Genius-level, fractal re-arrangement from Keith Fullerton Whitman on his first vinyl release in what feels like years, here blessing Japans NAKID label with a new instalment in his forever-evolving Generators' project, arcing from bleeping post-Kosmische sounds into completely unexpected drum mutations in footwork and grime modes. Its properly head melting gear that links the algorithmic mindgames of Laurie Spiegel with the floor-bending rhythmic experimentation of Mark Fell, Rian Treanor or Jana Rush, and the first in a three part series that offers some of the strongest gear weve heard from one of the very best in the game.
Modular synth scientist, critic and historian Keith Fullerton Whitman first debuted his Generators' set in 2009, using a modular setup to create non-repeating melodic patterns that basically came close to generating themselves. Over the course of hundreds of live shows (and a handful of releases on Root Strata, Editions Mego and other labels), Whitman glacially honed his process and allowed the concept to slither down different avenues, mutating as it picked energy from the various venues it was situated in. His rigorous method meant Generators' was never played out the same way twice, veering from psychedelic Kosmische experimentation to obliterated, off-grid Techno.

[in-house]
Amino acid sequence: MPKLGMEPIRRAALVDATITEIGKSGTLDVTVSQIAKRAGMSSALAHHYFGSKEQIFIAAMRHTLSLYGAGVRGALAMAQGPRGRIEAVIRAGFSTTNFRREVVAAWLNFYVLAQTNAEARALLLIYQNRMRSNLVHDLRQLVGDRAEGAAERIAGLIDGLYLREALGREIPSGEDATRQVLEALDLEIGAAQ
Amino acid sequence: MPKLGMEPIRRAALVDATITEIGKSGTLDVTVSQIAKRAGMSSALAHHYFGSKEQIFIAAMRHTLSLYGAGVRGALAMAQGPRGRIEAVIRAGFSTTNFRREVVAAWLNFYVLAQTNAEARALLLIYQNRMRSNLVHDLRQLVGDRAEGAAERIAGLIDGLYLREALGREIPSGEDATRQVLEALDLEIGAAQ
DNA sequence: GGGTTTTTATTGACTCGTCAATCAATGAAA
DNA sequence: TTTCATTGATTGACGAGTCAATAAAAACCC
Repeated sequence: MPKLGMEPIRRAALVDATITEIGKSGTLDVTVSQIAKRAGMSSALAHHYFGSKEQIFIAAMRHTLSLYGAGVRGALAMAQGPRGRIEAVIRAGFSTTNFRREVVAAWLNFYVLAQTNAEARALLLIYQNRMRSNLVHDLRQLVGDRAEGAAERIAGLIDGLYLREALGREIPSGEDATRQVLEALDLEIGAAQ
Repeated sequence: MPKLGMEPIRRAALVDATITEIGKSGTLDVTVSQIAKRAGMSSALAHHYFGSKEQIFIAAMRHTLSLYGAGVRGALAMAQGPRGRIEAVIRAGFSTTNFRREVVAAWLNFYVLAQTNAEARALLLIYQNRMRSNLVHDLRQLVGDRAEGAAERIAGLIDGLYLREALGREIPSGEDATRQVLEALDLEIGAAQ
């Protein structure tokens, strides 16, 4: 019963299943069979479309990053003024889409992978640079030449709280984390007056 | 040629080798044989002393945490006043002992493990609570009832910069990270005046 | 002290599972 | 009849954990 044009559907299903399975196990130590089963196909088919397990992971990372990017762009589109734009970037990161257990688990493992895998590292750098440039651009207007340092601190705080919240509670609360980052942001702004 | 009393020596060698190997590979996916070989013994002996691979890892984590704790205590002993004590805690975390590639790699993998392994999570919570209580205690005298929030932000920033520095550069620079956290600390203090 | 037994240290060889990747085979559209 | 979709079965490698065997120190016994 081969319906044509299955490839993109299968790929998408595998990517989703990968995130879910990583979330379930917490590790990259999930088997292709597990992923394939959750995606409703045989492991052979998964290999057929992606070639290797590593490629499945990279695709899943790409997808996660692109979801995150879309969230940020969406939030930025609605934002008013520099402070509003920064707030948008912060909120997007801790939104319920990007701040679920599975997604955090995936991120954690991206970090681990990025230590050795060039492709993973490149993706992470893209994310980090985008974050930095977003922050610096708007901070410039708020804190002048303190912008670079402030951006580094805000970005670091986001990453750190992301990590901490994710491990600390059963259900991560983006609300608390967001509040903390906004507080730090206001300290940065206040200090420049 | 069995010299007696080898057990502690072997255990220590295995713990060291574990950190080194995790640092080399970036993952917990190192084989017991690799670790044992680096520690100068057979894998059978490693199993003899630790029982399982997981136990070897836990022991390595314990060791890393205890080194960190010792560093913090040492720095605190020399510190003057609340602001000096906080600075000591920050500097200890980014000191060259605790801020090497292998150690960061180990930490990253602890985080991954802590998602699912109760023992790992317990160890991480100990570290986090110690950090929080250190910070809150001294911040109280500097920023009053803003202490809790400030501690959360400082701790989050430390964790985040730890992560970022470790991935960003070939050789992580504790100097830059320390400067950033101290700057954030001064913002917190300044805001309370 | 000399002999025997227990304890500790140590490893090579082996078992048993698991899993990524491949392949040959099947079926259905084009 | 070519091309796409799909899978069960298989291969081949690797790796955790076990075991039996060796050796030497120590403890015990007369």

In 2019, on the tenth anniversary of the project, Whitman was invited by the GRM in Paris to set up in Studio C, where he avoided the arsenal of pristine, museum-worthy modular synthesizers and instead reprogrammed his classic Generators' patch. Recorded in a single take using luxe analog-to-digital convertors, the result is a 45-minute durational piece, split into two distinct sides for this release.
"Very little manual interaction happened," Whitman explains. The music is, as its title suggests, generative, and at this point basically sounds as if it reached its most advanced, final form. The first few minutes of the opening side mine the original theme, with clocked LFO shapes triggering oscillator blips in mind-expanding non-looping patterns. Soon, percussion enters the matrix, at first wrong-footing us with a 4/4 fake-out - possibly nodding to the piece's 2010 Root Strata iteration - before splitting into staccato polyrhythmic abstractions of the most loose-limbed and deadly variety.
General MIDI drums can sound almost hilariously boxed-in, but handled by Whitman they show off a plastic cultural sheen to piercing effect, deployed in a way that re-draws the rhythmic bass music of someone like Jlin while nodding to Mark Fell and Rian Treanor's quasi-generative dance explorations. These comparisons take on even more weight on the second side, where Whitman opens up his filters to allow the synth bleeps to sing even more loudly, introducing that all-important clap/hat interplay that dialogues with Atlanta and Chicago simultaneously.
KFW is without question one of the greatest contemporary artists to prize electronic music for electronic musics sake, addressing its fundamentals and relishing its capacity to generate peculiar forms and trigger hard-to-place feelings. Generators (GRM) is an ideal case in point, providing essential brainfloss for anyone who appreciates the concept, but ultimately connects to the visceral, fluid energy of anything from Parmegiani to Autechre to DJ Nate.